It is reported in the Birmingham Post today that Birmingham City Council are looking to sponsor a proposed ‘media festival’ to the tune of at least £150,000.
The festival, planned for 2008, apparently hopes to show Birmingham residents ‘futuristic film screenings, interactive games and new technologies’ and is designed to replace the abandoned International Film & Television Festival, an event we can only assume was proving unpopular.
Birmingham City Council aren’t by any means the only ones throwing taxpayers’ money into the pot either, Advantage West Midlands are already committed to matching their investment and the organisers hope that the other bodies involved in the festival’s development – Screen WM, Arts Council WM, Marketing Birmingham and Business Link WM – are also likely to become primary funders, on top of the cost of the man hours they’ve already dedicated to the project. Suzie Norton, chief executive of Screen West Midlands states that, “This has been a collaboration so, we hope, all those involved will be prepared to invest”.
For all the agencies queuing up to ‘invest’ taxpayers’ money you might reasonably assume that the plans for the festival point to a sure-fire winner, but in reality the pay off from this investment is still pretty unclear. Birmingham seems set on the idea of cultivating an international festival at any cost, and seemingly regardless of what the festival celebrates.
Ideas being bandied around for this ‘media festival’ are fairly ambiguous, including “having short clips and programme information ‘beamed down’ to laptops and mobile phones” (which really just sounds like the internet), and perhaps more off-the-wall is the idea that there will be “interactive games that will take people round key city landmarks and bring them archive film footage, reviving the ghosts of the city’s founders”. Certainly not everyone’s cup of tea.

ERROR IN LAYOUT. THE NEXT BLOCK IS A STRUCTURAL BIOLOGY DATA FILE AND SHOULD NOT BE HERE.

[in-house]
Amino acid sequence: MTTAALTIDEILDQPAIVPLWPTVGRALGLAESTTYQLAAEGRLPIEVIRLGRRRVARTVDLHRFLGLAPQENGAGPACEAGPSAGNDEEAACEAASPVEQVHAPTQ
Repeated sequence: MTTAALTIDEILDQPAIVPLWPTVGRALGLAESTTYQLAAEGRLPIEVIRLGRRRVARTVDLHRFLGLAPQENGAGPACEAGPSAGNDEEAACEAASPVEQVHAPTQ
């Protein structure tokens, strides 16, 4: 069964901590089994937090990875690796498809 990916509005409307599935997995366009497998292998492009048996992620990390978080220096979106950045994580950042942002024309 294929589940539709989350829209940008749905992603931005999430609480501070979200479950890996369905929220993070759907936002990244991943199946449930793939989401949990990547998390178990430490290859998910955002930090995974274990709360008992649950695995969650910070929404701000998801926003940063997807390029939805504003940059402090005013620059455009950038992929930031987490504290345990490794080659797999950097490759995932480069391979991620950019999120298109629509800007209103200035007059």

So many organisations, so many man hours, so much of taxpayers’ money – could it all be worth it? What could be the long-term benefit, and perhaps more pertinently, given the fate of the previous international festival it replaces, what could be the cost?
International Festivals put in place to promote the area on the regailed ‘global stage’ are not to be criticised – they could potentially attract business and investment to the area. This being the case surely those who are likely to benefit the most from this, namely local business and enterprise, should be called upon to cover the majority of the costs and like any investment, take the financial blow if it doesn’t work out?
Instead we have a queue of quangos, desperate for something to do and with our money burning a hole in their pockets. Those behind any business sponsorship have a vested interest in making it work, but local quangos can happily sweep it under the carpet and move on to the next expensive publicly funded project after making their excuses.
There is no telling whether this Internation Media festival will be a success, but as costs escalate and public investment soars it is in all of our interests to monitor what exactly our money is being spent on.